Want to know a secret…the secret of success?
Well, here it is: There is no secret.
There’s no real “secret” to success; in fact, success is different for everyone, so defining one “secret” would be impossible to do. However, there is a single phrase that can help you find the secret for yourself: Know what your WHY is.
Know what your WHY is.
To be successful, you have to know what success looks like; otherwise you’ll just run around in circles chasing someone else’s definition of success.
Do you know what your WHY is? Why do you get up in the morning? Why do you work so hard? Why are you in the industry you’re in?
Everyone has a WHY. But most don’t know what it is until they really think about it. If you walked up to a random person on the street and said, “Why do you go to work everyday?” the likely answer would be “To support my family” or something like that. Some who are little more in tune with their WHY might say “Because I love what I do.” But, even that doesn’t say WHY.
Your WHY can be just about anything…
- To make a difference in the world
- To make lots of money
- To leave a legacy for my children
- To spend time with my family
- To help others find their passion
- To be able to take 3 months for traveling the globe every year
Once you know your WHY, it acts like a filter for decision-making. You can ask yourself, “Does this connect with my WHY?” And if it doesn’t, then you can pass on the opportunity. When it does – perfect – you can move forward.
Find Your WHY
There are a couple different ways I’ve learned to help find your WHY.
- Derek Sivers wrote a great blog post titled “What If You Didn’t Need Money or Attention.” I hope you’ll click on that link and read the post, but even if you don’t, you get the point by just reading the title. Want to know what your WHY is? Pretend you have all the money you could possibly imagine and that no one else is around to see what you do…what would you do then? What would motivate you?
- Tim Ferris, in his book The 4-Hour Work Week, asks a similar question: What would you do if there were no way you could fail? If you were 10 times smarter than the rest of the world? He admits this may be a tough question, so he breaks it down into two more specific considerations: 1) What would you do, day to day, if you had $100 million in the bank? And 2) What would make you most excited to wake up in the morning to another day?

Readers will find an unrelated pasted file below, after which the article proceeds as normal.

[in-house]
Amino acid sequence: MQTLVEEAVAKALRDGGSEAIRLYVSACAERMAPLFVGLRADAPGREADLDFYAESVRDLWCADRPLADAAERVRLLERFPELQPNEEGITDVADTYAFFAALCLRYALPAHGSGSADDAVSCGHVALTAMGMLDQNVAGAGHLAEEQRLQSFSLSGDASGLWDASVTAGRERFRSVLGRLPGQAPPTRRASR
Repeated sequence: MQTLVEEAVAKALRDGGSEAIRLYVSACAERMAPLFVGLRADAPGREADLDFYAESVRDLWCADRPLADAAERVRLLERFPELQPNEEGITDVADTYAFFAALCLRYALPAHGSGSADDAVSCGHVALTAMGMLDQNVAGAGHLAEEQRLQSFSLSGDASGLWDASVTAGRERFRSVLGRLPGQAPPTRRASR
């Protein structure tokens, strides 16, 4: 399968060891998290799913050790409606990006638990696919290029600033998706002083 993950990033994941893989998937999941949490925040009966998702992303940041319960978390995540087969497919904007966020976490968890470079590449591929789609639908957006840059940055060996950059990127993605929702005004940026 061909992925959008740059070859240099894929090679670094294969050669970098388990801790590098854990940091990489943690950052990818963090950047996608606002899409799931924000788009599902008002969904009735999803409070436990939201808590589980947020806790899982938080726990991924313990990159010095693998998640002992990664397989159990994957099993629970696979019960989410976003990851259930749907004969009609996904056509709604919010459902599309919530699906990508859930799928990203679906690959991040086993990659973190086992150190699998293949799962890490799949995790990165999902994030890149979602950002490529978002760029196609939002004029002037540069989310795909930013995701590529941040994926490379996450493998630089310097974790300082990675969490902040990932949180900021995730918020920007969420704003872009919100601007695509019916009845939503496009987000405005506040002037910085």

In both cases, the idea of money and status is removed. It’s all about what YOU would do if those things didn’t matter any more. Sure, these are tactical steps to try to define a big picture concept, but asking yourself these questions will get you thinking about what your WHY really is.
Here’s the Really Hard Part
So, now what? You’ve defined your WHY, but you’re not sure where to go from here. The next question would be this: Does your current situation connect directly or indirectly with your WHY?
If your WHY is to be a great example for your kids in everything you do, then it may not matter what role you play or what position you hold, you can be the best you can be at that job, at home and in any setting where your kids are involved.
But, what if your WHY doesn’t match up somehow? What if your WHY is to help others find their passion, but you’re a salesperson who works 100 hours a week and never has time for connecting with people outside of work? This is when it gets hard. You either need to make a decision to change things at work to be more aligned with your WHY or you need to find a new role or change jobs altogether.
When your WHY and your WHAT (the stuff you do every day) are aligned, success is sure to follow.
Make It Happen
If you haven’t done so already, think through the questions above. Discover your WHY and write it down. If you’re struggling to connect your WHAT and your WHY, don’t just quit your job tomorrow; try to find a way to get them into alignment. If it’s just not working, then it’s time to make a bigger change.